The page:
The period leading up to the Great War was the Golden Age of British gardening, but it was also the Golden Age of Garden Painting. Until the mid-19thc gardens were never a major subject for artists but then, quite quickly they takes centre stage. This is partly because of a growing interest in gardening and partly because art was now becoming more commercialised. Many garden artists worked in watercolour, a much more affordable medium for the growing number of middle class collectors. There were more artists societies, more commercial galleries and exhibitions of living artists work and more opportunities for their work to be used in colour in books, magazines and prints.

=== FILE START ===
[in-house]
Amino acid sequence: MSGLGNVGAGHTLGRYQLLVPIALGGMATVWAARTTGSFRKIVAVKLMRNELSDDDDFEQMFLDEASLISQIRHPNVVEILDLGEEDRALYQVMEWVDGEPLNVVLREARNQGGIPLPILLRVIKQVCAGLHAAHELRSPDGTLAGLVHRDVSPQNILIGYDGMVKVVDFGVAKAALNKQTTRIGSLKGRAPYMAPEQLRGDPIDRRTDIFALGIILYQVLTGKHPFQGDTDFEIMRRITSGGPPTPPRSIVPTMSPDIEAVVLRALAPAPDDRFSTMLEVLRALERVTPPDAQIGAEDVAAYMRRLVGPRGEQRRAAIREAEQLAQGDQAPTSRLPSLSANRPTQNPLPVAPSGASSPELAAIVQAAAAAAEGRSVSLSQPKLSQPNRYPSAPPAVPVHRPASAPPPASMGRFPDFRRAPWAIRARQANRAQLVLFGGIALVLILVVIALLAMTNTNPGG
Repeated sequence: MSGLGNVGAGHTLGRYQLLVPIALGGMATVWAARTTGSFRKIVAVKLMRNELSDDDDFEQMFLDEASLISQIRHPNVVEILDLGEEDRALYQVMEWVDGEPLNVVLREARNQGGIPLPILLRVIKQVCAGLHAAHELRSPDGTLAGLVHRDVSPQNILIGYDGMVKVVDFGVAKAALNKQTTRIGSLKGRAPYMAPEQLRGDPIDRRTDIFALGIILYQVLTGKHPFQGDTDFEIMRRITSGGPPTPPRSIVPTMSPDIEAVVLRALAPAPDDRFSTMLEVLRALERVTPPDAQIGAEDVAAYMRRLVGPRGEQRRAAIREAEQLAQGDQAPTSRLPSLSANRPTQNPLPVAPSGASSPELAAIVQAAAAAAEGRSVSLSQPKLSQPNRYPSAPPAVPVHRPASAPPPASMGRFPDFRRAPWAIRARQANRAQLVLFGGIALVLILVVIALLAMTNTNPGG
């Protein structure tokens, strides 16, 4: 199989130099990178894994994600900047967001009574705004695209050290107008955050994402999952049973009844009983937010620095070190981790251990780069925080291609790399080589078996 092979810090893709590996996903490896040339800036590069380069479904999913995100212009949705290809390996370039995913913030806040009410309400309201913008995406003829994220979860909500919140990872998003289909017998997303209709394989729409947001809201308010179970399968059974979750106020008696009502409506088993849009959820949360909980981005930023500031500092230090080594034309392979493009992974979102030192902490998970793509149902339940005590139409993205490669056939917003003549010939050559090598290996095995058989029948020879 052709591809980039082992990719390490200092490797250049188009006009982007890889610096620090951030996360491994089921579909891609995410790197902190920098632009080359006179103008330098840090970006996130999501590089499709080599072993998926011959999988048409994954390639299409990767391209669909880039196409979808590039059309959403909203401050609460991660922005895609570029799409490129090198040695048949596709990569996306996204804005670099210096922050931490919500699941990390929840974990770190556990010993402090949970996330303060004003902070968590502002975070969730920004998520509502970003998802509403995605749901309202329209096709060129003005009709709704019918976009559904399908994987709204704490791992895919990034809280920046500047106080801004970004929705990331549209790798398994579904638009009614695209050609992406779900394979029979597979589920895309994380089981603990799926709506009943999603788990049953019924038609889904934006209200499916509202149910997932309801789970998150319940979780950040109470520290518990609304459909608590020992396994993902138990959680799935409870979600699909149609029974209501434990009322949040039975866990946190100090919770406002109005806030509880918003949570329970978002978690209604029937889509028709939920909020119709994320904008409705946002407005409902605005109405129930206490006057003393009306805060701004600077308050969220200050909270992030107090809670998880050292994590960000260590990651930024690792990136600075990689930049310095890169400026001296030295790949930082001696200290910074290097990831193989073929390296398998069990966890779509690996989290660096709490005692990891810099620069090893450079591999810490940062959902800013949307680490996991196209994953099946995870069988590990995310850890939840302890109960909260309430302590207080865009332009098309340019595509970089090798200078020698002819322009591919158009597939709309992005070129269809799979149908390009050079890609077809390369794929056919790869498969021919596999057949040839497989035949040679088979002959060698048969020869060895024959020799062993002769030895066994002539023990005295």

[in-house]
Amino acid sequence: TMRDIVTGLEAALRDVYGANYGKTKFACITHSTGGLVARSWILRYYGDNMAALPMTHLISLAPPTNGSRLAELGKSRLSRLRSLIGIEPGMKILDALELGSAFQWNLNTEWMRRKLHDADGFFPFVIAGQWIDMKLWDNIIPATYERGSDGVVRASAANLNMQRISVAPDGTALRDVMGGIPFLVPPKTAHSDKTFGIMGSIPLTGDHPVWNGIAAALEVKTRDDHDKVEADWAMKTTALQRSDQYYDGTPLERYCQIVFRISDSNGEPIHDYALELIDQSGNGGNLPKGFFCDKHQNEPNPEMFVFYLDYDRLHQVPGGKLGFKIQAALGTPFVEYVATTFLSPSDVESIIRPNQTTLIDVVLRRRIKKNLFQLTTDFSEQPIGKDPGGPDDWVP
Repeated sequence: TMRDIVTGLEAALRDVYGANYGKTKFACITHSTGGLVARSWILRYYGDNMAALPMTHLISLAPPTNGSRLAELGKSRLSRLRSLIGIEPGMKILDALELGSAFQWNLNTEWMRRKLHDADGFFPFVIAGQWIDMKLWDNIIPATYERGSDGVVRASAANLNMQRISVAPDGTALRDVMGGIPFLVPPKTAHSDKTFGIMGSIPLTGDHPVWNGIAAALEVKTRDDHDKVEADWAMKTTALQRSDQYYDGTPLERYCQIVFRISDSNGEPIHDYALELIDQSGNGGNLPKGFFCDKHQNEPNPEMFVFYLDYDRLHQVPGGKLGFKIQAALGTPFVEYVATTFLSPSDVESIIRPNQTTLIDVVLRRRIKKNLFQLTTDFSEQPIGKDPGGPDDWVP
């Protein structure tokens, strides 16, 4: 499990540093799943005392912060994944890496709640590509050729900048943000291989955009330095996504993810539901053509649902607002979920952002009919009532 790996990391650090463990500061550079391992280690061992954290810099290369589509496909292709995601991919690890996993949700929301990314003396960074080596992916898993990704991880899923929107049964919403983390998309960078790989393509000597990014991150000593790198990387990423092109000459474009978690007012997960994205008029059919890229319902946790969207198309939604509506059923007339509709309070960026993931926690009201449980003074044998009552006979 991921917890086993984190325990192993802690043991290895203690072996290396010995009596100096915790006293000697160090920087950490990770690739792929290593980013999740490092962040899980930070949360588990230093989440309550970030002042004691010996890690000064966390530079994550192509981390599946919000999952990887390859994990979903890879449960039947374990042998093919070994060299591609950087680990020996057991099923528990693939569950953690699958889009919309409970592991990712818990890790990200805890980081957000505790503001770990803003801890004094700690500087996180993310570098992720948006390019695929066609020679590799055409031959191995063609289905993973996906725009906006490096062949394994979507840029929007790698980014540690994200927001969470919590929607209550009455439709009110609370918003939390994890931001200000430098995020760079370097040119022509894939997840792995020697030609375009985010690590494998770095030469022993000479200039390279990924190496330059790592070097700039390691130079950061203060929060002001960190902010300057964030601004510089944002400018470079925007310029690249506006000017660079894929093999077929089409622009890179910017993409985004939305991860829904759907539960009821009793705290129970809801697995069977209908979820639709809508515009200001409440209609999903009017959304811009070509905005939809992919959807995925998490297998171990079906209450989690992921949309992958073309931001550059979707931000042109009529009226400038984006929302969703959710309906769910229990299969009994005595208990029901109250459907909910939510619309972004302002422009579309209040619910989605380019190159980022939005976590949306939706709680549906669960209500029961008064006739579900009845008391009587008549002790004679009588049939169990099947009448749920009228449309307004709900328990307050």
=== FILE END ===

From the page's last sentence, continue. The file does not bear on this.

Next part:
Amongst the leading exponents of garden painting were George Elgood and Arthur Rowe who painted gardens of the country house estates combining nostalgia for old-fashioned gardens with historical revivalism in architecture. Like their later counter[part Beatrice Parsons their paintings were romantic in style, lush and soft in colour and light. The gardens of the Golden Age are their creation.